TURNING was made in 1973 to coincide with the 700th Anniversary of the life of Jelaluddin Rumi (30 Sept 1207–17 Dec 1273)
It traces the evolution of our appreciation of Universal Nature.
The film begins with the Anatolian neolithic city of Çatalhöyük, 50 kilometers from modern Konya. Discovered and partially excavated by the archaeologist, James Mellaart, Çatahöyük flourished 7,000 years before the birth of Christ and is to date the earliest known city. Its culture was dominated by the symbol of the goddess, maternal and eternally prolific.
The story then moves to Ephesus, the Aegean seaport which was for many years the centre of the cult of the goddess, and maps the progress from Artemis to Diana and then to the Virgin Mary, whose house is in the hills nearby. Returning to Konya, the 13th century home of the great saint, poet and teacher, Jelaluddin Rumi, Turning concludes with a beautiful portrait of the ritual Sema, the mystic dance of the Whirling Dervishes in which the Human is seen as the link between God and Creation.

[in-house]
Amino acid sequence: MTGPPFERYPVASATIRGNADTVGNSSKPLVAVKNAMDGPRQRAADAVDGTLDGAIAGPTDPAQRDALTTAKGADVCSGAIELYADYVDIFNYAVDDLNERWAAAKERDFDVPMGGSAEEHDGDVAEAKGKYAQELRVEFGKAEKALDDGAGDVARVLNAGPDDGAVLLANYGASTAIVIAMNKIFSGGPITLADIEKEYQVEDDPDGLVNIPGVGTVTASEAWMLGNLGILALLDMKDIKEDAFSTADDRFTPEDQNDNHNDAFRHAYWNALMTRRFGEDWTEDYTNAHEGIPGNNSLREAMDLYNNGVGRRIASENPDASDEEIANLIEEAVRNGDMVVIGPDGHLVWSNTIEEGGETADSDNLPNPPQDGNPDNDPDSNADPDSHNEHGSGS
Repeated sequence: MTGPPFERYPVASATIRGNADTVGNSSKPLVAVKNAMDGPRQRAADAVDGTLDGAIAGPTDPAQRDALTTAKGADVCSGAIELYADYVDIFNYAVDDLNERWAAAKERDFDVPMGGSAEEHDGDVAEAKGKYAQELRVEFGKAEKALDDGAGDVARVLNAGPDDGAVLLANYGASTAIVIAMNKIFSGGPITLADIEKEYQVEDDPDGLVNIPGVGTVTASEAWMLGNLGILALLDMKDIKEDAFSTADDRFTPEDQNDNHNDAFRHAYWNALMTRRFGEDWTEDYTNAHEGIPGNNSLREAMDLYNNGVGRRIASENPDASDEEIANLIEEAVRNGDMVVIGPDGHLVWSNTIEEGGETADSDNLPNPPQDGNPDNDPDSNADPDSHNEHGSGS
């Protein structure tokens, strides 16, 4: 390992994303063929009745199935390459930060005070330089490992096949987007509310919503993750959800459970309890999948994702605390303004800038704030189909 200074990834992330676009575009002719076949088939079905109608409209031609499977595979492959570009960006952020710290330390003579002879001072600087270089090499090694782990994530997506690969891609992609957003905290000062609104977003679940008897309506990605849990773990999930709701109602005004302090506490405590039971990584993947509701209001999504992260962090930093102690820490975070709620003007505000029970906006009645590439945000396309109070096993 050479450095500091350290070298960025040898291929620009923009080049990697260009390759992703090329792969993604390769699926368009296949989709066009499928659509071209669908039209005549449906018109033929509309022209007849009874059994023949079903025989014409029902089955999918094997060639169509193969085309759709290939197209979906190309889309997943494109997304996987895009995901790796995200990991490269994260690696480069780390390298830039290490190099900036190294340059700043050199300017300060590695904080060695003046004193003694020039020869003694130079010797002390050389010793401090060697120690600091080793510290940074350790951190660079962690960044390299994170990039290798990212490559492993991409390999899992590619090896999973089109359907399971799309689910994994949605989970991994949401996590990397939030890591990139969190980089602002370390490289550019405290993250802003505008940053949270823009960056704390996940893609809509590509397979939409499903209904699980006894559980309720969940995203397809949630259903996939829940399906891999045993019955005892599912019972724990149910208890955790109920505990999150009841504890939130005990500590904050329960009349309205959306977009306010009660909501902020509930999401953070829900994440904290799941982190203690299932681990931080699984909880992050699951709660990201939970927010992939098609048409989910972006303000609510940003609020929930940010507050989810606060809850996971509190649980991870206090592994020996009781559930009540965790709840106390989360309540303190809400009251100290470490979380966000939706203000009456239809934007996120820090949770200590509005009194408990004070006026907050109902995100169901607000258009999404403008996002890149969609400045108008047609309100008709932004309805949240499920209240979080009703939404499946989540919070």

Produced and narrated by the Australian actress, Diane Cilento, Turning is set in Asia Minor, now known as Turkey, a part of the world which has historically exerted a profound influence on Western culture and beliefs.
Bulent Rauf is the narrator of the second half of the film, providing a concise commentary on the cosmology expressed. He studied Hittite Archaeology at Yale University and acted as advisor to the film. Bulent was consultant to the Beshara School of Esoteric Education in the UK from its inception until his death in 1987.